Someone, namely Sam Adams or Tom Potter, needs to stand up right now, when the media glare is at its brightest, and say in no uncertain terms that failing to yield the right of way to bicycles in designated lanes is illegal, and will no longer be tolerated. Police enforcement stings should begin immediately, and members of the media should be invited to gain maximum exposure.

    I\'ll be at that press conference tomorrow (assuming Jonathan confirms that it is open to more than just members of the press), and I\'ll be waiting to hear something bold and productive said. No more platitudes. Not now, Sam.

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  • cx'er October 25, 2007 at 9:44 pm

    OT:

    thank you, thank you, THANK YOU!
    FINALLY, a crosswalk across SE Woodward @ SE 52nd Ave!!

    Franklin High kids + Tri Met + Motor Vehicles + School Buses + Bicycle Commuters + Pedestrians+ skateboarders + Neighborhood Residents walking their dogs + etc. etc. etc. = a much safer intersection of heavily traveled streets.

    Thank you!

    P.S. I encourage all Portland residents to attend their neighborhood meetings!

    Neighborhood Associations are the basic building block of democracy in
    the City of Portland. Participants actively work to increase the
    vibrancy, livability, sustainability and democracy of their neighborhood.

    Neighborhood Associations belong to everyone! Participate in your
    southeast neighborhood association by attending their next meeting.
    To find out when and where they meet

    visit the Southeast Uplift web page at http://www.southeastuplift.org
    or call us at 503-232-0010.

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  • Wendy October 25, 2007 at 10:34 pm

    \"Given the entire city is now focused on bikes and bike lanes, and given the garabage truck driver is the apparent poster boy of irresponsible drivers, what message does the City of Portland think it is sending to roadway users when Officer Kruger is quoted in the newspapers (mis)interpretting laws in which he has no authority and so far not even a failure to yield citation has been issued by the DA?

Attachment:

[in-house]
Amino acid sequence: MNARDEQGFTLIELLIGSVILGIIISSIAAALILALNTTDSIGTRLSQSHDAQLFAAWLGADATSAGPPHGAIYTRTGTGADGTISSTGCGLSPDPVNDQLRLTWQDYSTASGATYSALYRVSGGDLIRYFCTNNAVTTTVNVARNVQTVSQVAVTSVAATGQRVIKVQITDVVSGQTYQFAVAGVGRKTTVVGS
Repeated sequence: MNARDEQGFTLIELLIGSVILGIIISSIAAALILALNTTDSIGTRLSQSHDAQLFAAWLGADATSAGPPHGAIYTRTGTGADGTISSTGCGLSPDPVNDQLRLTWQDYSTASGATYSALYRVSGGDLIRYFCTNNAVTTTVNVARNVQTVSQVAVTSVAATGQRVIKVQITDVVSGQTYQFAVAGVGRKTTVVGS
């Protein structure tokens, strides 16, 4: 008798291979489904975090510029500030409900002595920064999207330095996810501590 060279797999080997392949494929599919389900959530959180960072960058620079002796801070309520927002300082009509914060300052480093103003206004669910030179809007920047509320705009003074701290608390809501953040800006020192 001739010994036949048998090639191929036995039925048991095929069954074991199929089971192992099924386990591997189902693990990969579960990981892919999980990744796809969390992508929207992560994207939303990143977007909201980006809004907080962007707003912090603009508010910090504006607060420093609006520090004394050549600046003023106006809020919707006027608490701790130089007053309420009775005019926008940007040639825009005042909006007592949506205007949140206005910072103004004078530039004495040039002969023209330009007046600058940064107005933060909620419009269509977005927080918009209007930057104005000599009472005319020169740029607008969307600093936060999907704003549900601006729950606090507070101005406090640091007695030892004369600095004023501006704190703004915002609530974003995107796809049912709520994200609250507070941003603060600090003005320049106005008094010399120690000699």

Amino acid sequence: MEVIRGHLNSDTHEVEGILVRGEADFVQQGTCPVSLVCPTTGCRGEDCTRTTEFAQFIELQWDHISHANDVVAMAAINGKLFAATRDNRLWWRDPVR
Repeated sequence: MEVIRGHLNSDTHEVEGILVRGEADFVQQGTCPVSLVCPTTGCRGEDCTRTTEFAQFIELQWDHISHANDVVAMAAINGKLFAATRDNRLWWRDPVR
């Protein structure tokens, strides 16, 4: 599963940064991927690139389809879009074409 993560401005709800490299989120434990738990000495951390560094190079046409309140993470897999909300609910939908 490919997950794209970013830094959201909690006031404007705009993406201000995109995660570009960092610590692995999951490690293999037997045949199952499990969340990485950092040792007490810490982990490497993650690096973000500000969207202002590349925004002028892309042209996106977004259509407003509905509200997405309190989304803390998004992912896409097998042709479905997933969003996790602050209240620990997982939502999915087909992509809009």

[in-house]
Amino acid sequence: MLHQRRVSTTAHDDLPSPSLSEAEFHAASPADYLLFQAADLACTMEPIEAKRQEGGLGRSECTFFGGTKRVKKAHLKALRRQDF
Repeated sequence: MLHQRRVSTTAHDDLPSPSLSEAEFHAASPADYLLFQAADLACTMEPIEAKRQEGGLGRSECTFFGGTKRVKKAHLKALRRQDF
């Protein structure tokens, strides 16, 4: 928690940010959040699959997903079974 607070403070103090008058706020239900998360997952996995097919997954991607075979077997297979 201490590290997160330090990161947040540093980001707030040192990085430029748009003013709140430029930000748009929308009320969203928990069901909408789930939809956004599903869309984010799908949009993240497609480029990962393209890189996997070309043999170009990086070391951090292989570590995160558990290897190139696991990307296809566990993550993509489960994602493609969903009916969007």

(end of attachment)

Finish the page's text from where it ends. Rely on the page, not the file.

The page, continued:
I argue an oppurtunity to clarify, educate, and set precedence is being squandered. Shamefully so. Bicycle lanes are traffic lanes. No motorist would fathom turning right from the center lane on multi-lane streets such as Burnside, Broadway, or MLK, without first yielding to other motorists in those lanes, and yet to do the same through a bicycle lane is rationalized and justified by no less a civil authority figure than Lt. Kruger. What a horrible waste. Now that the entire city\'s attention is focused on the issue of bicycle lanes, all of Portland\'s civic leaders should be denouncing this type of driving and making absolutely clear that bike lanes are traffic lanes, and motorists must yield to cyclists in them just as if it were a lane of motorized traffic they were wishing to cross.\"

    I agree. Mr. Maus, is there any way you can pose this question on behalf of those of us who cannot attend?

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  • jerry h October 25, 2007 at 10:38 pm

    What Allan and Doug said!

    Supposedly in writing your supposed to say what your gonna say, say it, then tell them what you said.

    Might it help if multiple attendees present nearly exactly the same thing as Allan and Doug have voiced?

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  • Jonathan Maus (Editor) October 25, 2007 at 10:45 pm

    I completely agree Allan. This really comes down to respect.

    Bicycles are vehicles by law, but are bike lanes given the same respect in enforcement, budget allocation, and engineering as motor vehicle lanes? I don\'t think so.

    I have a feeling some people see bike lanes as an amenity for cyclists, rather than a part of the transportation mix on the same level as motor vehicle lanes.

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  • erin g. October 25, 2007 at 11:31 pm

    The bigger the crowd of supporters tomorrow the better. Let\'s demonstrate the strength of our feelings and demands in the form of numbers and voices at City Hall.

    Thank you for your relentless work, Jonathan. I\'ll be there tomorrow. I hope that many others can attend, too.